A 5-year moratorium on the right to settle a life insurance contract was the key point of debate among interested parties providing comment on a new draft of the Viatical Settlement Model Act.
The discussion, which took place during the Life Insurance and Annuities “A” Committee at the fall meeting of the National Association of Insurance Commissioners here, was a chance for interested parties to comment on a draft of the Viatical Settlements Model Act developed by Jim Poolman, North Dakota insurance commissioner and chair of the “A” Committee (see National Underwriter, Sept. 11, 2006).
The issue of settling a contract has become a focal point of debate as instances of life insurance contracts initiated by investors continue to surface.
For the most part, representatives of the life insurance industry and the life settlements industry maintained positions that were made during a hearing in New York this summer.
Life insurance representatives assailed the practice of stranger-owned life insurance. Representatives of the life settlement business said that imposition of a 5-year moratorium on the settlement of a life insurance contract would kill the life settlement market, as well as deny policyholders their property rights and reduce the value of the property they held in that contract.
Michael Lovendusky, a representative with the American Council of Life Insurers, Washington, said the ACLI, the Association for Advanced Life Underwriting and the National Association of Insurance and Financial Advisors, both in Falls Church, Va., and the National Association of Independent Life Brokerage Agents, had initially supported a 2-year moratorium but with a broad net covering most transactions. The 5-year proposal in the Poolman draft was a different approach that was worth considering, he continued.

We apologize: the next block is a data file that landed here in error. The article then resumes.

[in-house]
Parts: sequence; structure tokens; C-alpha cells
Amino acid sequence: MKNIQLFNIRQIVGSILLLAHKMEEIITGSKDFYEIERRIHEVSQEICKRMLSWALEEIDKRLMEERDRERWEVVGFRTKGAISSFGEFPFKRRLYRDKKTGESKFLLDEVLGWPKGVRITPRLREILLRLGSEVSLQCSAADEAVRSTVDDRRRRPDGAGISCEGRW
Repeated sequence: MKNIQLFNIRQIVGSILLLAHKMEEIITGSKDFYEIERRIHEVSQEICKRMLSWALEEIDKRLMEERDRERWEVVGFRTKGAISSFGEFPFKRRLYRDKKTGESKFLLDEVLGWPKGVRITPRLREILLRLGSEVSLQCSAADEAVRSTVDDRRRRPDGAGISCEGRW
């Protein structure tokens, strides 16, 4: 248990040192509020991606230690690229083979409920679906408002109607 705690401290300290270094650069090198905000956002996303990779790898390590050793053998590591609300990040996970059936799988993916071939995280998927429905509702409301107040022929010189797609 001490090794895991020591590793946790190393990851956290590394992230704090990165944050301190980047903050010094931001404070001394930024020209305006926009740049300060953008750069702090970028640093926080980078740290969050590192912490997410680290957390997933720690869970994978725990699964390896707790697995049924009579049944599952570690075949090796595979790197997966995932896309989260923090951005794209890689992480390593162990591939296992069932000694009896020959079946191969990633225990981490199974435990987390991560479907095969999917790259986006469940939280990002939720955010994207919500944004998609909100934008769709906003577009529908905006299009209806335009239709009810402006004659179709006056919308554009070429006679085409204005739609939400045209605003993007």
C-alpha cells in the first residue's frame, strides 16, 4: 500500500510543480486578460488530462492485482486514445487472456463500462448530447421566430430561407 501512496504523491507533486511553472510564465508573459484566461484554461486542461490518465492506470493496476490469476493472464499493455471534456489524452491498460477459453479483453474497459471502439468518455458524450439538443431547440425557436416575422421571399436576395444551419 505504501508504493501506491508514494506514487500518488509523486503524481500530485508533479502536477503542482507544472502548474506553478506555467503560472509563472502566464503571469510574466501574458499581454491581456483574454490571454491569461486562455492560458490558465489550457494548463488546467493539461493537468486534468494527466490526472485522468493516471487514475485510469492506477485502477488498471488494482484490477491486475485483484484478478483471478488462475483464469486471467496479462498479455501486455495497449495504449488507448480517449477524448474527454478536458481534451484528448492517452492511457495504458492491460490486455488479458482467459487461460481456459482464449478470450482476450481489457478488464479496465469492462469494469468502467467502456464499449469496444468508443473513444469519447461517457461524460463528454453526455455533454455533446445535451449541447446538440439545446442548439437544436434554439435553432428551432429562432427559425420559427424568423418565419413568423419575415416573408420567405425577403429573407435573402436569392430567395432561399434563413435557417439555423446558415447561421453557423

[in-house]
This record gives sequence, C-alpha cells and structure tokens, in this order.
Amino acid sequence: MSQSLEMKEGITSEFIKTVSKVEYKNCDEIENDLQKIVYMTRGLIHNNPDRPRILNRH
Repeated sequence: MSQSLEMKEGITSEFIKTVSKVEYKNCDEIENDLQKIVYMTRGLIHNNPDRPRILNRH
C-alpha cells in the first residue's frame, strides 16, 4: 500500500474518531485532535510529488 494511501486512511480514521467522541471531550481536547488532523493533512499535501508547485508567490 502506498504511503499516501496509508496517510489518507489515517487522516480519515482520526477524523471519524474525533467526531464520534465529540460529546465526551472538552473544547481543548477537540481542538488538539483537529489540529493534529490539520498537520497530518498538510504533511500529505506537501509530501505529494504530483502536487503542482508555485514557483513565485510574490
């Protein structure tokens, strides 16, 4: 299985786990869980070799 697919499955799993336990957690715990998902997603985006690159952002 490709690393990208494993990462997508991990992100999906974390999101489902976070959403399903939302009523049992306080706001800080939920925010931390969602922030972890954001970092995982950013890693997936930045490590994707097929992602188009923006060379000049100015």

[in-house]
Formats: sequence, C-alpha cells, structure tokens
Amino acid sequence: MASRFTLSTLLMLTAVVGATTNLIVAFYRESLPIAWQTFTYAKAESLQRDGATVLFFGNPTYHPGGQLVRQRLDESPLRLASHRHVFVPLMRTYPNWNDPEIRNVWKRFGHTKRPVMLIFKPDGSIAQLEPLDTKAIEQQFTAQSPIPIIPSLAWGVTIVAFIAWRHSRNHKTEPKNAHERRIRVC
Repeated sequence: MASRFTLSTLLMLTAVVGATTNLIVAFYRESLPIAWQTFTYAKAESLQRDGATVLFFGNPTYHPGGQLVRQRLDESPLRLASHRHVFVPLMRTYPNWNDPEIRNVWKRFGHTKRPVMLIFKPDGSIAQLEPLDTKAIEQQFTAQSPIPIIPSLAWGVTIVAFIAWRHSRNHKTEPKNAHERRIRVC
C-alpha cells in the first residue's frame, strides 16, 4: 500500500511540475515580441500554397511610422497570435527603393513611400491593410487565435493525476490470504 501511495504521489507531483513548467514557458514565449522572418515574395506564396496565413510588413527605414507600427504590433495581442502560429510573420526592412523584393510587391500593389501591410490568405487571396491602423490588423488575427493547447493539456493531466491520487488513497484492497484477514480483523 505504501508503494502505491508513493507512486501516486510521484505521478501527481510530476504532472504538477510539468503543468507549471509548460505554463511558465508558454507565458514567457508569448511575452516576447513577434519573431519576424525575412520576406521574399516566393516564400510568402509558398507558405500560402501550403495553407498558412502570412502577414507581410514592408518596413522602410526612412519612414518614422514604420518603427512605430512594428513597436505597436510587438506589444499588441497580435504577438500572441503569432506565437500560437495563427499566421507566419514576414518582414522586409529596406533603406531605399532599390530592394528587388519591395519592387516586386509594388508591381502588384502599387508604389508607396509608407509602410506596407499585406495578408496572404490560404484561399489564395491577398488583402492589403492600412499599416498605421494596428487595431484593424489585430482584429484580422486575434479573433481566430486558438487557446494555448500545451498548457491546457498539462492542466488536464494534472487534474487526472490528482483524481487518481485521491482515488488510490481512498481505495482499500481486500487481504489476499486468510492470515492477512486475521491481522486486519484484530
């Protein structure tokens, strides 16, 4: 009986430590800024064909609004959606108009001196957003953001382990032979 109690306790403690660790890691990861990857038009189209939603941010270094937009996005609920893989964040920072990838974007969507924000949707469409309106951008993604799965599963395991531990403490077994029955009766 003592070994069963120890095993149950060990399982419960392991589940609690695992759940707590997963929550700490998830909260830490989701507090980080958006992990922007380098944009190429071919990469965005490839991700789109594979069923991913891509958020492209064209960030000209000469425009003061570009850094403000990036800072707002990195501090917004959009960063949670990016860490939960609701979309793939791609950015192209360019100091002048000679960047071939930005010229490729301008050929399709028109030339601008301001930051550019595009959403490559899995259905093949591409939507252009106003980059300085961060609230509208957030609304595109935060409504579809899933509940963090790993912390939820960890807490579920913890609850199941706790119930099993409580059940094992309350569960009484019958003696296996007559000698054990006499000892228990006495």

Birny Birnbaum, an NAIC funded consumer representative and executive director of the Center for Economic Justice, Austin, Texas, said insurance consumers are well served with a healthy secondary market and that a 5-year moratorium on settling contracts would kill that market. Such a moratorium would not solve the issue of stranger-owned life insurance, he continued. What insurers need to do, according to Birnbaum, is to price products so that they would not rely on contracts lapsing.
Alan Buerger, chief executive officer of Coventry, Fort Washington, Pa., noted the opinion of many in the life settlement industry, saying that if there are abuses on the part of either insurers or life settlement companies, those abuses should be stopped. For instance, Buerger said that if someone is getting paid in a pre-arranged settlement, that would be an abuse. However, he noted that there currently are rebating, insurable interest and usury laws in place to prevent such abuses. Coventry is actively trying to seek better, more uniform legislation of the secondary market by approaching state legislators, he added.
Buerger says that disclosure is an important piece in preventing abuse. Strengthening disclosure was also a point supported by Brenda Cude, a NAIC consumer representative and a professor with the University of Georgia in Athens, Ga.